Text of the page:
Now that I’m closing in on finishing my first draft (I think my personal NaNoWriMo is going to be making myself just get that done!), I’ve started gathering some books. Wikipedia only got me so far. My time period is late 1890s-early 1900s England, so the very end of the Victorian era and the very beginning of the Edwardian. Turns out, not the most popular era to write educational books on. It’s been harder than I thought to find the material I want. I don’t know what people did before the days of Amazon and Goodreads, because the library and the bookstore did not come through like I thought they would. Thanks to the internet, I've found some good books and some of them got sent straight to my Kindle.
The Boer War also factors largely into the story line of my novel. It was actually amazing how well the Boer War fit into the story line I had already made up with knowing at all what I was doing beforehand. It’s like it was meant to be. The Boer War took place in Africa, most of the soldiers died of diseases, and it was just a badly planned disaster—perfect for my narrative purposes. Hurrah. But, I found a total of two books at the library on it. A little bit depressing, except that one of them was written by Winston Churchill. Did you know he was a journalist in the Boer War before he was prime minister of England? I sure didn’t.
Some of my history-related questions are getting so specific I may have to go find myself a history professor someday and bombard him with my author craziness. I wonder if he’ll even know everything I want to know. Probably by that point I should figure that no one will know and be satisfied. Then I will have to begin the task of deciding what needs to be included in my story and what will just be exhausting info-dump. I hope that having already written my first draft will help with that too. I’ll just be inserting the info I’ve found where I already know I need it. Wish me luck.

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19. On writing historical nonfiction.

I really should update this more than once a month or whatever.

Still moving along on the Civil War book. Pulling in quotes from all over to help with the writing of each story -- other eyewitness accounts of Gettysburg, Chancellorsville, life in the prisoner-of-war camp at Andersonville and Florence, etc. Often the historical record for these women is scanty, so I have to add in details from other sources.

Picked up The Boys' War by Jim Murphy at the book sale -- he does good work in children's books. Never dry, always lively and historically accurate. I'm using that little volume as a writing model to help me along. Also I have McCullough's Truman in the back of my mind (always). David always used so many sources and neat little stories to keep us entertained and learning at the same time. He keeps stopping by the Truman Library and I keep missing him. Dang it!

The thing with writing about these women is that there are so many romanticized stories out there about them, and I have to really dig to find something that's historically accurate. On some of the women, I've found some scholarly articles that give solid facts about their lives, and this is a huge help. But on some of the women, all I have are the newspaper accounts which go on and on about how wonderful this gal is to follow her husband into war, how romantic this is -- and I'm going, yeah, yeah, can we have an actual account of where she was on the battlefield and what she was doing?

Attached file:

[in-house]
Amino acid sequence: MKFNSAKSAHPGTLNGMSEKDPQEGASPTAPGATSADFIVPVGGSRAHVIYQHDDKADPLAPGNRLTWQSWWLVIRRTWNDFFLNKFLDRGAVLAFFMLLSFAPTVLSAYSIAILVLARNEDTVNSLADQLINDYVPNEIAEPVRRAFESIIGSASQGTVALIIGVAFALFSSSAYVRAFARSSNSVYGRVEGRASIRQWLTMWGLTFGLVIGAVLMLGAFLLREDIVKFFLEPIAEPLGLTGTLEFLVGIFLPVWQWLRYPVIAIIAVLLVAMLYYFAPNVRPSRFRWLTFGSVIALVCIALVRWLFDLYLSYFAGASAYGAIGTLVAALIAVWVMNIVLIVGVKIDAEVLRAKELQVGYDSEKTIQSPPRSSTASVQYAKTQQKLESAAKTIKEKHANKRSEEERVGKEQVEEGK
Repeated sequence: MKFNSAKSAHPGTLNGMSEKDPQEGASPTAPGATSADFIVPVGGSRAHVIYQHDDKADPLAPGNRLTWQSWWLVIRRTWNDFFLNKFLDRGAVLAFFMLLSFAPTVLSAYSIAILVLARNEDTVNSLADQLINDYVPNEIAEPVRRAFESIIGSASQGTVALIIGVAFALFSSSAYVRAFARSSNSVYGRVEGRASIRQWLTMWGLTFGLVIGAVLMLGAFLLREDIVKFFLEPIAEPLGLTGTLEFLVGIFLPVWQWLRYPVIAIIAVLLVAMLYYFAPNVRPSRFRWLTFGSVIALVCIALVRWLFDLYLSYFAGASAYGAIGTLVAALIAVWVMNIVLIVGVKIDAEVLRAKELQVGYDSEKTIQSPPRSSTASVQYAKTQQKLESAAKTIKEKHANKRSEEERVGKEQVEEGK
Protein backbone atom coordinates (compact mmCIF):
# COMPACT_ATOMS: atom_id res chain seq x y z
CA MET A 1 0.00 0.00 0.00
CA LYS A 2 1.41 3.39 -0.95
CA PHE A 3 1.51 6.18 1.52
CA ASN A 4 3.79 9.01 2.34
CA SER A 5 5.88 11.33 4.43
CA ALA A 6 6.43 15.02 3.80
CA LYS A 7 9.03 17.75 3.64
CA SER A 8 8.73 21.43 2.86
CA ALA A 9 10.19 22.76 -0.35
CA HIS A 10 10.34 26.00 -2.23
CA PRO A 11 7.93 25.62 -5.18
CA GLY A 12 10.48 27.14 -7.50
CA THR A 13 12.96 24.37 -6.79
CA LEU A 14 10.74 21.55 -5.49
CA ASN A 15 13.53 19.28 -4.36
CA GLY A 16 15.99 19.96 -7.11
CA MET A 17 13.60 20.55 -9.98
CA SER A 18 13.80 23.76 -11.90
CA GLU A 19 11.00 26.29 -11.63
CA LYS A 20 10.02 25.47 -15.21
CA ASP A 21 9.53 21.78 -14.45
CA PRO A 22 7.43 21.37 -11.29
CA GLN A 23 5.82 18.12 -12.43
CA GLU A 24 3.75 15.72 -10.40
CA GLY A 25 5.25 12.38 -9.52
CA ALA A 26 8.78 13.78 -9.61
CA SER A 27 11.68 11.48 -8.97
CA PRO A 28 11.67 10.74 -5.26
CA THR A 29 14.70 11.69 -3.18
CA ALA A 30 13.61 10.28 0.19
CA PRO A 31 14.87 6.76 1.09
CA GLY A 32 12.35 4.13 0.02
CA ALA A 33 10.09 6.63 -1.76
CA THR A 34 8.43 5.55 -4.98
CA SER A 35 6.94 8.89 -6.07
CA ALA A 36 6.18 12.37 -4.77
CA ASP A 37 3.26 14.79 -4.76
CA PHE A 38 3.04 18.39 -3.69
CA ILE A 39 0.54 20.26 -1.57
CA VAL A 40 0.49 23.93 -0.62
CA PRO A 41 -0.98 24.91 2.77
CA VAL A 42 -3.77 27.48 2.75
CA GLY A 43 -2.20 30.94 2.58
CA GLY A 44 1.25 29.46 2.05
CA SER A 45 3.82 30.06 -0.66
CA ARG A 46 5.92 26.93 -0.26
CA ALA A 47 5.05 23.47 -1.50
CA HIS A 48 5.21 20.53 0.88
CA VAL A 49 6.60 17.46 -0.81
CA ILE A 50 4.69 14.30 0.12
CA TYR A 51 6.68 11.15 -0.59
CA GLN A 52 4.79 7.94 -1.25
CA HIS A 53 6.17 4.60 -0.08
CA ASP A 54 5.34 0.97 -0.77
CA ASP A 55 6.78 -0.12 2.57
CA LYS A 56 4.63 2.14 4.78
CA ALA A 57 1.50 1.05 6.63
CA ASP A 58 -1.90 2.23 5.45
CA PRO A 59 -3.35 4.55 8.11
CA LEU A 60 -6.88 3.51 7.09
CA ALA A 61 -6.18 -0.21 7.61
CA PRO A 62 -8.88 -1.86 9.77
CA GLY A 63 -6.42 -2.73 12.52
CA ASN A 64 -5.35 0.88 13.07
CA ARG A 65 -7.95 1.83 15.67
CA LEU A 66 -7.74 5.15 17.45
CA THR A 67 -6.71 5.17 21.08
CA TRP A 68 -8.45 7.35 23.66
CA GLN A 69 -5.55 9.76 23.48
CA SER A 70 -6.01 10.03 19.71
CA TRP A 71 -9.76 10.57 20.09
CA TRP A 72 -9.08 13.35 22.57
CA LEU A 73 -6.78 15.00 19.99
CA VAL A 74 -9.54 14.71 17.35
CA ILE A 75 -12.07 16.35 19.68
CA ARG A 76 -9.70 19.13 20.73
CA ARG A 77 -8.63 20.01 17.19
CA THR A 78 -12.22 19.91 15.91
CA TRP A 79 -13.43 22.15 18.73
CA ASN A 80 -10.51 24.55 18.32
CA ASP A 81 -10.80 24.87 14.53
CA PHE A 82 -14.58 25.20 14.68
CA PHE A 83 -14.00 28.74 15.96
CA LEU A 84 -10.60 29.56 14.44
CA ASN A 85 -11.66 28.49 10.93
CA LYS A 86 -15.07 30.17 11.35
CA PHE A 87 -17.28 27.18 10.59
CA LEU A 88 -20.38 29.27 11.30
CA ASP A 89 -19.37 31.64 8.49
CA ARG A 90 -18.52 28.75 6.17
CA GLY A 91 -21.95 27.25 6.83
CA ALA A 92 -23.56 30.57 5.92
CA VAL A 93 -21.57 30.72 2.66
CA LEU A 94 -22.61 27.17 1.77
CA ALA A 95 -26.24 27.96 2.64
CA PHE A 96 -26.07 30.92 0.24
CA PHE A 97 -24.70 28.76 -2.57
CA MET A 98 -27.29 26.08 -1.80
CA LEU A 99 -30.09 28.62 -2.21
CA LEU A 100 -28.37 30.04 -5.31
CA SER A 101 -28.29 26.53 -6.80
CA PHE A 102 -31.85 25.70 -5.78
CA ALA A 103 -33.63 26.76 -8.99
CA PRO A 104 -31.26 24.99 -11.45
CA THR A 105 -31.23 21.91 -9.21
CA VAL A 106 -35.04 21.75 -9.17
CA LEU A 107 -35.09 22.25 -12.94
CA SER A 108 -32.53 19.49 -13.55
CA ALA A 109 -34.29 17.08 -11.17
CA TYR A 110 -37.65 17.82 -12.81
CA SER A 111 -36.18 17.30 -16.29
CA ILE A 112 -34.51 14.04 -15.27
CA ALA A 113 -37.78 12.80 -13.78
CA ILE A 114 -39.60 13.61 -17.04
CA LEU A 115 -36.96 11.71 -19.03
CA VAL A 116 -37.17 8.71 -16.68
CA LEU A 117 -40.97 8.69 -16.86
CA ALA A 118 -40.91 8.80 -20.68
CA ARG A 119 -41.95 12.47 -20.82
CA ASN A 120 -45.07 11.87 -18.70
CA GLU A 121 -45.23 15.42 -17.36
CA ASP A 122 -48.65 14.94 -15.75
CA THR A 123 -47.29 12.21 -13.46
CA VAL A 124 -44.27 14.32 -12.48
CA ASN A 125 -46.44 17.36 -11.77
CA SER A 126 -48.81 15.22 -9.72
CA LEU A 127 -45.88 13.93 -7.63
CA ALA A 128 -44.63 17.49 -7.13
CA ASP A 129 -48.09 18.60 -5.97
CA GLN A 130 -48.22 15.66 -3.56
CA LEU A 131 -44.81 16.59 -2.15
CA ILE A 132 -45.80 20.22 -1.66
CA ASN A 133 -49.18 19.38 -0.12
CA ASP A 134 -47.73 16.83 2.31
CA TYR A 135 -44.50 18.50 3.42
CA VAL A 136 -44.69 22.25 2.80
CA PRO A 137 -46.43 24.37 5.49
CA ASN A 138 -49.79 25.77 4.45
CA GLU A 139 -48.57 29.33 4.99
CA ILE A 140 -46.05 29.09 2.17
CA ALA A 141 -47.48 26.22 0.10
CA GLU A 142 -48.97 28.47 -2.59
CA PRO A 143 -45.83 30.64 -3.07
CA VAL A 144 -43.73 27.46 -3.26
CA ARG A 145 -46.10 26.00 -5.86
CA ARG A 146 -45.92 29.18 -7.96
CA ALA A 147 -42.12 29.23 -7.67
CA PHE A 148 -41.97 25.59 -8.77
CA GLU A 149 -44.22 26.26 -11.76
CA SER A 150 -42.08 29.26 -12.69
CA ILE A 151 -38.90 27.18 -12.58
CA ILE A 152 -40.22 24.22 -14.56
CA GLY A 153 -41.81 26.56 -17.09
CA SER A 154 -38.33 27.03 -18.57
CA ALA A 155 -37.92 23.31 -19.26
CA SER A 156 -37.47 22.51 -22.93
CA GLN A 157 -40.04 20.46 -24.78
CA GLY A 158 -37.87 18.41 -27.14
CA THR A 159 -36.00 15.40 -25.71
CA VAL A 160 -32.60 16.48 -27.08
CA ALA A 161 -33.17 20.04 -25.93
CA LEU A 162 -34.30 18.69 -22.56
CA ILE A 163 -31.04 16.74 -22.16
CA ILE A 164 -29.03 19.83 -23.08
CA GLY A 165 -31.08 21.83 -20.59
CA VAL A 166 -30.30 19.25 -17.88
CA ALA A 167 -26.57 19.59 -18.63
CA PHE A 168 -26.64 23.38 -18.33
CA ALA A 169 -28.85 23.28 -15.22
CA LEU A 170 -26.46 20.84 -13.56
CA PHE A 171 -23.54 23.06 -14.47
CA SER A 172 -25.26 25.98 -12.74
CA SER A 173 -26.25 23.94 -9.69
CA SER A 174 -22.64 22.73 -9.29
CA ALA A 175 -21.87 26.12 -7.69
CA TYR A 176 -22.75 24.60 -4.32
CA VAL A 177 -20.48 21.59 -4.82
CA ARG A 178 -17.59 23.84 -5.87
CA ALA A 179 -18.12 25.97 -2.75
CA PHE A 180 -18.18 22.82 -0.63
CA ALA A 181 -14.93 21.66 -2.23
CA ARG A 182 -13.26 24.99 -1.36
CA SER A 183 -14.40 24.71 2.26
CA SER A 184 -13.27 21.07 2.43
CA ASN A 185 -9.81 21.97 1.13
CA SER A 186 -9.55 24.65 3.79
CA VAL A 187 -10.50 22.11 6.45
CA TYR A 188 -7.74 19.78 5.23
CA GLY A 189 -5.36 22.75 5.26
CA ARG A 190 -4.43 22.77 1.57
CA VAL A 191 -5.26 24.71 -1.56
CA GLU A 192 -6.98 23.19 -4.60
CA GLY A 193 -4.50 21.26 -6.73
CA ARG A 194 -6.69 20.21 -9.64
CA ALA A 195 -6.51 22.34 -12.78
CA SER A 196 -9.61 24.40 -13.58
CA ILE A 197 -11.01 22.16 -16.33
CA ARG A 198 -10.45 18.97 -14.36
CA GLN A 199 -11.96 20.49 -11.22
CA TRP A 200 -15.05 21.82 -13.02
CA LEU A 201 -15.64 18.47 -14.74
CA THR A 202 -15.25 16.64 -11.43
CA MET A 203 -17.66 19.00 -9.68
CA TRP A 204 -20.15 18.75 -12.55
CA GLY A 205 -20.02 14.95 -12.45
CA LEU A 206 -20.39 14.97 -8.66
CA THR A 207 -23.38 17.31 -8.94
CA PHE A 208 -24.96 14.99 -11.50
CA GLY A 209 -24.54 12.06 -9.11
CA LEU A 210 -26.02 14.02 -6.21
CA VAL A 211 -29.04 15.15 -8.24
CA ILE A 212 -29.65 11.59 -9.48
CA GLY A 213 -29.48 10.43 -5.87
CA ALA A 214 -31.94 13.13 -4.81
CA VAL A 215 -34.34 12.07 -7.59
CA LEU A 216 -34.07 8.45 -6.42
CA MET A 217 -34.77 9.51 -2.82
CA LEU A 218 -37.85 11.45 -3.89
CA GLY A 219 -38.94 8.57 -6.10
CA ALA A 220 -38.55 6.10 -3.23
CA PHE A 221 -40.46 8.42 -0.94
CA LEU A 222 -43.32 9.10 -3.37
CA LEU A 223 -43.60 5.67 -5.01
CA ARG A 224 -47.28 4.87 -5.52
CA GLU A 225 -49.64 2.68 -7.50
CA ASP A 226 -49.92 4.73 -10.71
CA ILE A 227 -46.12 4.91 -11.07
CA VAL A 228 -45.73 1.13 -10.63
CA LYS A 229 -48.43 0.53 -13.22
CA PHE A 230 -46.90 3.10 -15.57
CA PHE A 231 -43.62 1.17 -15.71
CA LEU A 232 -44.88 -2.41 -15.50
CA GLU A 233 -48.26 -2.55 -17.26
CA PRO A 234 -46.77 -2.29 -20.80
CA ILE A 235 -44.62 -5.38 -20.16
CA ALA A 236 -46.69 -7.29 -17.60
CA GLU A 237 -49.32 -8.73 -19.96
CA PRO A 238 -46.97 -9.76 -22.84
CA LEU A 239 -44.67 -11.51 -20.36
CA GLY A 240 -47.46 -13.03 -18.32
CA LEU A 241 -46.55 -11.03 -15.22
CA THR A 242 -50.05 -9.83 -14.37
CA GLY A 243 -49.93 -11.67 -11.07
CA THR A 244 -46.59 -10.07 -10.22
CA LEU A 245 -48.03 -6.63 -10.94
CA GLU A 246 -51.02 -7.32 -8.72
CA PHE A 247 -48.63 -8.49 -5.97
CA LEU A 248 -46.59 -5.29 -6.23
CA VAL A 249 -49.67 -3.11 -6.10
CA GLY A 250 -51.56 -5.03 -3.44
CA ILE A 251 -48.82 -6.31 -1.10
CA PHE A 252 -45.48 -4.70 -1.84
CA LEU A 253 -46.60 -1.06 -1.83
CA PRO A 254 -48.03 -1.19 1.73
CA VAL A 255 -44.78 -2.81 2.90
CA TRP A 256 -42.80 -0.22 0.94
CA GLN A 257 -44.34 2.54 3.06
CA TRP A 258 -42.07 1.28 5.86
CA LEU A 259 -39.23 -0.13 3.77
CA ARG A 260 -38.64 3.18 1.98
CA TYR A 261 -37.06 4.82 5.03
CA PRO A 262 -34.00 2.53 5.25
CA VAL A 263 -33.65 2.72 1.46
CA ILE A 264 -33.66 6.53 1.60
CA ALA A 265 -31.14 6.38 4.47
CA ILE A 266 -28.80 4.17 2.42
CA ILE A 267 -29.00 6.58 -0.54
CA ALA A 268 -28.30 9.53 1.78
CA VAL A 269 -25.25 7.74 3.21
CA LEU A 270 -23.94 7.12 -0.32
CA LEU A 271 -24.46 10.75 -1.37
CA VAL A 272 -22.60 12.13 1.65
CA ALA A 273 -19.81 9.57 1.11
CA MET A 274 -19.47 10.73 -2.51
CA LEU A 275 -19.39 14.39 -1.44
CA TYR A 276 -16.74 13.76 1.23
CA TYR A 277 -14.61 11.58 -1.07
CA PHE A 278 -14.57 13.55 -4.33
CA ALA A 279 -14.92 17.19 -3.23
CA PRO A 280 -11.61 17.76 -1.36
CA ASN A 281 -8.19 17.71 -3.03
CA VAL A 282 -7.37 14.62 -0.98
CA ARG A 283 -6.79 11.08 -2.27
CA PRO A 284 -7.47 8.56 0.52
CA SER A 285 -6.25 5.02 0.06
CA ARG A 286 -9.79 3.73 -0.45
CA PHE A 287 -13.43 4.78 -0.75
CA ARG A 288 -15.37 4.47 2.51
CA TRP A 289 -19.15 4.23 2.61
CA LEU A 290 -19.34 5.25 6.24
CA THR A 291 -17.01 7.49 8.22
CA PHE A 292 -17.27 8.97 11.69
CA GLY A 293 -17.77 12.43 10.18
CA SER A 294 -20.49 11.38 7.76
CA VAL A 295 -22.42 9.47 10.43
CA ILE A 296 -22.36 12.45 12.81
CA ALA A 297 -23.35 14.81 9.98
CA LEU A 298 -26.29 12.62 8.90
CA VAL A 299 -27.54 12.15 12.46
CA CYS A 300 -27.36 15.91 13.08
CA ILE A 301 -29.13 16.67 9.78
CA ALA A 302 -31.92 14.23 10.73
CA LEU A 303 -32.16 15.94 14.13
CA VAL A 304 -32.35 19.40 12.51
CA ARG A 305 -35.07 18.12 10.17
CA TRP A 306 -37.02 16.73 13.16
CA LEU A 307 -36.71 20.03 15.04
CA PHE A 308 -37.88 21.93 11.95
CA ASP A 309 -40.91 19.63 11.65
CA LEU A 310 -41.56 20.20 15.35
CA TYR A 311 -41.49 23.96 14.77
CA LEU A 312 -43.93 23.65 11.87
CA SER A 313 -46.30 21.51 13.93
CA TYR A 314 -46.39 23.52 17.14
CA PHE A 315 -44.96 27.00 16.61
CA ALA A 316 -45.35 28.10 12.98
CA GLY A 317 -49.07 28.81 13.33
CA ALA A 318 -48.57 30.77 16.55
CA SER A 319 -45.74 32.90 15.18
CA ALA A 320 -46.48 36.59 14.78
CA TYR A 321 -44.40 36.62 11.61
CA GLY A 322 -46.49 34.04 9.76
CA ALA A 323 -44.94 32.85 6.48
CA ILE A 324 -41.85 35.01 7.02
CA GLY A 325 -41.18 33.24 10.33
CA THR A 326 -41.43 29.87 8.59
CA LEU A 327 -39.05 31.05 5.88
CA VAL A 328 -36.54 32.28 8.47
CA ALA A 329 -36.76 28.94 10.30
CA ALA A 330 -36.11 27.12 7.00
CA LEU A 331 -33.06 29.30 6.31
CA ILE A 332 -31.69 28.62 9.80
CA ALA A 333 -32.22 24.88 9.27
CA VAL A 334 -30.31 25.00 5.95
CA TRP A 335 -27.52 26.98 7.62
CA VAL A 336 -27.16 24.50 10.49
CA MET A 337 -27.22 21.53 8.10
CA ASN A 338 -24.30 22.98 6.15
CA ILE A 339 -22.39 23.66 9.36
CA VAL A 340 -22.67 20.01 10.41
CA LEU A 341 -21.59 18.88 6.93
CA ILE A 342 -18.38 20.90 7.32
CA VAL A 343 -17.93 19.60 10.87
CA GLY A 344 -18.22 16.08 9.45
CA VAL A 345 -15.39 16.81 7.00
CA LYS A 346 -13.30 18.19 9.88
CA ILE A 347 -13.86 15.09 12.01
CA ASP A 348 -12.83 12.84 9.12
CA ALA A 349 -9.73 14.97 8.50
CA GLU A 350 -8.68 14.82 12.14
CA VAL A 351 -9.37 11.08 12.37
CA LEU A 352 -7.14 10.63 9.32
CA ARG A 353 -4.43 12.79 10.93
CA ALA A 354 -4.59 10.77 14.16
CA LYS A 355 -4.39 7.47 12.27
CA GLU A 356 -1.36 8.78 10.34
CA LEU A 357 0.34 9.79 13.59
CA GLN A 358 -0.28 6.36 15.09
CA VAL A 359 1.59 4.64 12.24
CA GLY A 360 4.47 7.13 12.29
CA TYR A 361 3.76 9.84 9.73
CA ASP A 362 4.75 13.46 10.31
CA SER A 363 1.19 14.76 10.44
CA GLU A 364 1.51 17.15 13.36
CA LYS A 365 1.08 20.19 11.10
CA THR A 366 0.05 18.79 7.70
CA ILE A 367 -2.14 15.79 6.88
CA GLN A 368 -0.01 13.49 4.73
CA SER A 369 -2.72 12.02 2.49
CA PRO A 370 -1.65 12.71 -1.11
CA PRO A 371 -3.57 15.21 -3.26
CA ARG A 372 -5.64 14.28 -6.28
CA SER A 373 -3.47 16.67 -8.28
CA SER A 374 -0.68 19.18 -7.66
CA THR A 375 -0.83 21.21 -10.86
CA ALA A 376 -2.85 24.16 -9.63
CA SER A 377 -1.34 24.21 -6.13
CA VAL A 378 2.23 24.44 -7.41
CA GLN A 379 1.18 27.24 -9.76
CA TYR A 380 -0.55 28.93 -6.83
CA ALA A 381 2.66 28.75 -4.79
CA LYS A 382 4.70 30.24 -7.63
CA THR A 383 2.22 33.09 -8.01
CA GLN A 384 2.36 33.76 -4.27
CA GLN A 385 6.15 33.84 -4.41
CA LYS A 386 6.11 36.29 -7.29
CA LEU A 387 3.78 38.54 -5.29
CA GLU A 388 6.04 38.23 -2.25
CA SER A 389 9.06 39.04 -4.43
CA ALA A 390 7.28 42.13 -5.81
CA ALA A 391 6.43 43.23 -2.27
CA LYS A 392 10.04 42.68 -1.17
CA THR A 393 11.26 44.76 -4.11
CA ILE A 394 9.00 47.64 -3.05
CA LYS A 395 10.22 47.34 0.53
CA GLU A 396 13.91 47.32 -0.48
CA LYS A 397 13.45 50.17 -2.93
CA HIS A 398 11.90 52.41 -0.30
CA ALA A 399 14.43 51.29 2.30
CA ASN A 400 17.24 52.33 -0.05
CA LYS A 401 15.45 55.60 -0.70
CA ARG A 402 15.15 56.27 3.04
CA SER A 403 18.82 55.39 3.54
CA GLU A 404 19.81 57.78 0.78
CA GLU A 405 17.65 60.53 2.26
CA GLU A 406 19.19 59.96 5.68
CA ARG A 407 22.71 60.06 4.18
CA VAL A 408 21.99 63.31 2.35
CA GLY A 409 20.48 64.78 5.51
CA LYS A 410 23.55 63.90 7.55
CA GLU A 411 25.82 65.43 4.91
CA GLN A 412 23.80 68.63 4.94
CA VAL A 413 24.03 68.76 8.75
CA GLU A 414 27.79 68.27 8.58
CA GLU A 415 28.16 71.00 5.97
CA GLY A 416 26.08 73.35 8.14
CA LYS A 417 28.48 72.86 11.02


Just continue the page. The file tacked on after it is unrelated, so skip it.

Getting the writing done is the tricky part -- and that's a reason I don't get on here much, because I know full well I'm procrastinating right now!

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20. Amazon Has Established a New Contract With Simon & Schuster

SimonSchusterAmazon and Simon & Schuster have established a new multi-year print and digital agreement. The previous contract was scheduled to expire in two months.

Here’s more from The Wall Street Journal: “Simon & Schuster, whose recently published works include Walter Isaacson’s The Innovators and Colm Toibin’s Nora Webster, will set the consumer prices of its digital books, and Amazon will be able to discount titles in certain situations, according to one person familiar with the agreement. Simon & Schuster titles also will be well promoted on Amazon’s website, the person said.”

Many speculate that this development will put more pressure on Hachette to wrap up the ongoing dispute. Several writers have publicly spoken about the situation including Stephen Colbert, John Green, and Malcolm Gladwell. Earlier this week, economist Paul Krugman wrote New York Times article criticizing Amazon’s business practices. How do you predict this will affect the conflict between Amazon and Hachette?

New Career Opportunities Daily: The best jobs in media.

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21. Review of Into the Grey

kiernan into the grey Review of Into the GreyInto the Grey
by Celine Kiernan
Middle School, High School    Candlewick    295 pp.
8/14    978-0-7636-7061-0    $16.99
e-book ed.  978-0-7636-7409-0    $16.99

When their home burns down, twin teens Patrick and Dominick move with their family to the shabby seaside cottage where they usually spend summer holidays. Almost at once, Pat sees that Dom is being haunted by the ghost of a young boy, while Pat himself is visited by nightmares of a soldier drowning in the muddy trenches of World War I. Eventually Dom is utterly possessed by Francis, the ghost of a boy who died of diphtheria decades ago, and Pat is desperate to do what he can to retrieve his brother. Family and local history come together as the twisting plot makes its way toward resolution: another pair of twin brothers, a senile grandmother, Irish lads turned British soldiers, and a series of surreal dreams and psychic landscapes all fall into place. Sometimes Kiernan’s storytelling is fraught and overdrawn; at its best it is confident, pungent, and poetic. Family love, loyalty, and protectiveness are palpable in a well-drawn cast of characters, and the pace is frequently galvanized with energetic drama and dialogue pierced with Irish dialect.